Scotland has everything Lumsden needs to progress29 February 2016
It took a spell at a US tennis academy for teenage tennis prodigy Maia Lumsden to realise she had everything she needed in Scotland to progress to the next level.
Life has now turned circle for the 2012 Junior Orange Bowl winner who came home in September to pursue her aim of being a top professional.
And she justified her decision this month when she reached her first $10,000 Futures final in Scotstoun.
“It was good in the States but I didn’t have my own coach there and I felt I needed to have more individual coaching,” said 18-year-old Maia.
“So I came home and started back with my Tennis Scotland coaches Toby Smith and Joe Gill.
“It works really well because they know me and they care a lot about my game. Now, every day I feel like I’m making good progress and I believe that’s why my tournaments have been going really well.”
Her support in Scotland goes far deeper than simply coaching. Maia has the benefits of a team of professionals from Tennis Scotland and the sportscotland institute of sport, hitting partners on the University of Stirling’s tennis programme, plus a recent scholarship from Winning Students.
“There are some really great people working with me and the whole environment here makes me feel more comfortable,” said Maia, who has started a Sport Studies degree part time at Stirling.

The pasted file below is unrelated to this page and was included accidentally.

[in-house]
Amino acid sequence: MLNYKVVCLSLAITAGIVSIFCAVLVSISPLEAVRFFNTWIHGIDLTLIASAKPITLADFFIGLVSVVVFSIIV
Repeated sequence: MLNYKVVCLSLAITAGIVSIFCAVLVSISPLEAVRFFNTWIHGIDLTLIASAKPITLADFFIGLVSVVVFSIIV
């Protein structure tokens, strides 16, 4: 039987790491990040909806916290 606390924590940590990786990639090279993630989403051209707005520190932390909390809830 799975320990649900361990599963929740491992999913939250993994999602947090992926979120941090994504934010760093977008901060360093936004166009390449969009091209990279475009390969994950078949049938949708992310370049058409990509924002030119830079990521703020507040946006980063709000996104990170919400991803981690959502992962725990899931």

“The University have got a lot of good players I can practice with. I train a lot with the boys which is good because they are stronger which gets me used to returning bigger serves when I’m at tournaments.
“And studying means I have something else to do, a positive distraction, so my mind’s not always tennis, tennis, tennis.
“The institute is a big help with Strength & Conditioning, performance lifestyle, physiotherapy and nutrition. And the Winning Students funding is great to have.”
As one of 148 students supported by Winning Students, Scotland’s national sports scholarships programme for student athletes, Maia receives funding support and the academic flexibility required to perform at the highest level in sport and studies.
Seventeen Scottish universities and 14 colleges form the Winning Students network. Students at network colleges and universities benefit from a dedicated co-ordinator to ensure they can balance their studies and sport effectively.
It’s an important year for Maia who is making the move from junior to senior tennis. And, if she can succeed whilst being based in Scotland, it might convince other talented Scottish tennis players to consider staying put.
“Long term I want to become a top pro. I’d love to be top 100 in the world and play in all the Grand Slams,” Maia added.
“Right now I feel I have everything here in Scotland. So I’m going to keep working hard to try and go up the rankings.
“I’m a lot happier and I feel I’m improving a lot more now than I did when I was away. So as long as I’m improving I’m happy.”